Earlier this year, I received a summons for jury duty. Now, while I respect that it is my duty and responsibility to serve as a juror, I was worried. I have a young nursling who nurses frequently and being away from her for a long period of time really wasn’t conducive to nursing. While I was thinking of how to write a letter, respectfully requesting I be excused from jury duty at this time, my husband, in his ever reassuring tone, vacillated between reassuring me that we would do what we needed to make it work and saying that I would never be picked for jury duty. In his words, “[I] am way too analtyical to ever be picked for jury duty.” Now, I would argue that you want analytical individuals to be on juries duties, but I took what he said as a compliment. I am analytical. It is part of what makes me such a great researcher. I love looking at data, breaking it down, looking at it from an analtyical perspective. This is great for science, for important decisions, for looking at facts.
Life isn’t just about facts, though. Life is also about people and people do not fall nearly as easily into the same categories as facts. It’s easy to forget. I, myself, forgot this last week. I was so focused on my task, matching up numbers, playing with the spreadsheet, and being efficient at the job at hand, in between taking kids to co-op classes, helping them with projects, and every day busyness, that I forgot that there was another person on the other end of those numbers – a person who needed and deserved compassion. I was so focused on doing what I needed to do and fitting it in with everything else, that I left my compassion behind. Without compassion, we are little more than robots. Without compassion, we lose our connection with others.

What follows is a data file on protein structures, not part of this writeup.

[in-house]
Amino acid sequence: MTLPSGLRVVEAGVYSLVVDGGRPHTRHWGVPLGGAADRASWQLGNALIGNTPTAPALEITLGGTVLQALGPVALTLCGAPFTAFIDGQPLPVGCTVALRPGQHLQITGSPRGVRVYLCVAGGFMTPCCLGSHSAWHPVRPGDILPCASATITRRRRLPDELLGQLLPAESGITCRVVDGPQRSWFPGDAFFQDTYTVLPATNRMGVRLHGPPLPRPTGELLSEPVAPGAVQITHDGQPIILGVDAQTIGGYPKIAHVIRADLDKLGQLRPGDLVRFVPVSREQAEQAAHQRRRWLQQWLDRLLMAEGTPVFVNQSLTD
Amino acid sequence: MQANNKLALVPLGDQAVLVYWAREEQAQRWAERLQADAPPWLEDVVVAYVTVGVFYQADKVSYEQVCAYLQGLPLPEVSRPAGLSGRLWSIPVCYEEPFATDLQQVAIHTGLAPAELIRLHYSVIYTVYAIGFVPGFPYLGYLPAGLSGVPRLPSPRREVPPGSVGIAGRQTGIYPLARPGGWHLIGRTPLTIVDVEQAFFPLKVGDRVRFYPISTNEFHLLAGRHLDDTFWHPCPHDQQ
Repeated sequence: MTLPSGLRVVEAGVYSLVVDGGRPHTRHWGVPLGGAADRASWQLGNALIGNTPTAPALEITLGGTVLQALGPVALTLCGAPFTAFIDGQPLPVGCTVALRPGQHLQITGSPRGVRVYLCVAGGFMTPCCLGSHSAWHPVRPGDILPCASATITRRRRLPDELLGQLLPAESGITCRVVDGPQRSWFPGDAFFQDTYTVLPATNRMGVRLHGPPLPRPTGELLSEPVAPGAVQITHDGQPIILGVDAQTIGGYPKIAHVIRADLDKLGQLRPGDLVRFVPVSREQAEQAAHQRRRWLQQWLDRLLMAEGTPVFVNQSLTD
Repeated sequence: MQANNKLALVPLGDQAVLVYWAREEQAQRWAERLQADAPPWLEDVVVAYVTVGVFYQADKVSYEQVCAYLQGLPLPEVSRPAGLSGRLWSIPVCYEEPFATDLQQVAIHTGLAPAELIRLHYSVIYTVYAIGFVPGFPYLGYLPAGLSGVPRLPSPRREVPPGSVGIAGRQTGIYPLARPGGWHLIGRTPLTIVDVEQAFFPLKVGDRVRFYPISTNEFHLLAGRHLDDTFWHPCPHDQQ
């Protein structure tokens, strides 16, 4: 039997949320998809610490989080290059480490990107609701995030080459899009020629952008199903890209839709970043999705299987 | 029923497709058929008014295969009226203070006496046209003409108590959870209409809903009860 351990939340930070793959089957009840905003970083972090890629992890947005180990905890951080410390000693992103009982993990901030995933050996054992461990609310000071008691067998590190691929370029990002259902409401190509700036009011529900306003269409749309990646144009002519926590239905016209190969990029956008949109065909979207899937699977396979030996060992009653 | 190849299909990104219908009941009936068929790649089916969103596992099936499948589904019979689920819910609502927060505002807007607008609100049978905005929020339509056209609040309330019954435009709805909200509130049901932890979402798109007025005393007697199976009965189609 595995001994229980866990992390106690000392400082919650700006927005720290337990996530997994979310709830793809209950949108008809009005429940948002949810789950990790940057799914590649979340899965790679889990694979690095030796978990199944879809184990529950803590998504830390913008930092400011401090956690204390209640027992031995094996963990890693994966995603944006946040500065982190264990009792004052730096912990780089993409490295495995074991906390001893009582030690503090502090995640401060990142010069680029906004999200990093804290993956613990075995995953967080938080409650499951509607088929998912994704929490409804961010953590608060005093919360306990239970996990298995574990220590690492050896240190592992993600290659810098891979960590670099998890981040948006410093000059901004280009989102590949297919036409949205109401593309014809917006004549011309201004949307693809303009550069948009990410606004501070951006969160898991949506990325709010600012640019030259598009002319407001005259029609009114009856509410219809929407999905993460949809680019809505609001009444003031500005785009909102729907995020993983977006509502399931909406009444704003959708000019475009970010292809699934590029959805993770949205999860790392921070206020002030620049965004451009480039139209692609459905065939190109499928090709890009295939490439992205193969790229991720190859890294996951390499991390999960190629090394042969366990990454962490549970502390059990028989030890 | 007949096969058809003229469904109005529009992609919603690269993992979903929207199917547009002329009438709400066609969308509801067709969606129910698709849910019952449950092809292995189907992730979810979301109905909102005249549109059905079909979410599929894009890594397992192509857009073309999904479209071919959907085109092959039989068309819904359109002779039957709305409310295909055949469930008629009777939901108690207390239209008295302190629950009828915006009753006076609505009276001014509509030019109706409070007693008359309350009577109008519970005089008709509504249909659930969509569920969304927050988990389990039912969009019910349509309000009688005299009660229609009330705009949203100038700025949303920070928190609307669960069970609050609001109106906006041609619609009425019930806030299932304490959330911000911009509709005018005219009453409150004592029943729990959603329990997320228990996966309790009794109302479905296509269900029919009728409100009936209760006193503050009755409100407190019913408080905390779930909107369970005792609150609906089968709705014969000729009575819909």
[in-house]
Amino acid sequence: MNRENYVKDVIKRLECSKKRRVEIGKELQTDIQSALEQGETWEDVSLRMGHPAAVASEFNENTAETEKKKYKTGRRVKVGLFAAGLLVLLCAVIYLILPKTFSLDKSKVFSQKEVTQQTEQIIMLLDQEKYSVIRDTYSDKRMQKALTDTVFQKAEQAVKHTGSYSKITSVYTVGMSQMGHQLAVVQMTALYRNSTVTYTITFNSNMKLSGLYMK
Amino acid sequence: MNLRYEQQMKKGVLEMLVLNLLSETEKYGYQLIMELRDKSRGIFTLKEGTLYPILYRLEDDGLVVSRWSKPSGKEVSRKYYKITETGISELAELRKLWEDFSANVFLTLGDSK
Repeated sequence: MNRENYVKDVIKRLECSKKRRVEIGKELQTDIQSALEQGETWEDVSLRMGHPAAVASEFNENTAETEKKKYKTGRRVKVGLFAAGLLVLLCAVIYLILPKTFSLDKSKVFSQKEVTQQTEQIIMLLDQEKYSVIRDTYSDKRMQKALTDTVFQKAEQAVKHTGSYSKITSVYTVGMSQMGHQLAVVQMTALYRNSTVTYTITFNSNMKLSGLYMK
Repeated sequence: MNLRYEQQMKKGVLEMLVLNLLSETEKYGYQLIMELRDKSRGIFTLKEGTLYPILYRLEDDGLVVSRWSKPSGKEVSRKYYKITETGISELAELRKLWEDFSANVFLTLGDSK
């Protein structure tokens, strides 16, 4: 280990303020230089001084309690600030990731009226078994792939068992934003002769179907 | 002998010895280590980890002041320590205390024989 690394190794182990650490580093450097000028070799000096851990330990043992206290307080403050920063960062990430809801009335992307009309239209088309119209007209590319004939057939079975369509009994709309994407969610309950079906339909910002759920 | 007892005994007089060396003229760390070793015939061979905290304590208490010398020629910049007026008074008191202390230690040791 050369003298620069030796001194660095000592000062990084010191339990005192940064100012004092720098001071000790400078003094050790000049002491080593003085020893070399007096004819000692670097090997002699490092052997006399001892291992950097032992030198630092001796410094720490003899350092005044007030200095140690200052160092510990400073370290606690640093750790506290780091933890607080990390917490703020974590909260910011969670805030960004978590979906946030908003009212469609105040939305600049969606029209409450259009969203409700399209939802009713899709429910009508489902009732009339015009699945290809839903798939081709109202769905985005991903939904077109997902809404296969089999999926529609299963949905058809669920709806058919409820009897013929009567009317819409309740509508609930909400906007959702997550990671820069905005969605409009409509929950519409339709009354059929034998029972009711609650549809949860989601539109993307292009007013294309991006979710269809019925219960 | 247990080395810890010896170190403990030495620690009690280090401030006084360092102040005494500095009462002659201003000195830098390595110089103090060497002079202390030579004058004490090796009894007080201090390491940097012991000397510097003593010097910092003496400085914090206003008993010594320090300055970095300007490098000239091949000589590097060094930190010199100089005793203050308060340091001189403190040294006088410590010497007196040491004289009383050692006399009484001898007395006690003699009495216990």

In one brief instant, as I lay in bed nursing and reading to my children, it hit me. I realized how I could have better handled the situation – with compassion. I found myself back at the computer, writing an apology to someone. It’s easy to become so focused in our tasks and our goals, and our busyness, that we forget about compassion for others. It’s something we need to remember. Whether we are a person dealing with a friend, an employer dealing with an employee, a politician dealing with people, or even a tired parent interacting with tired children, we can’t afford to forget our compassion. When we do, we lose so much. We lose our humanity.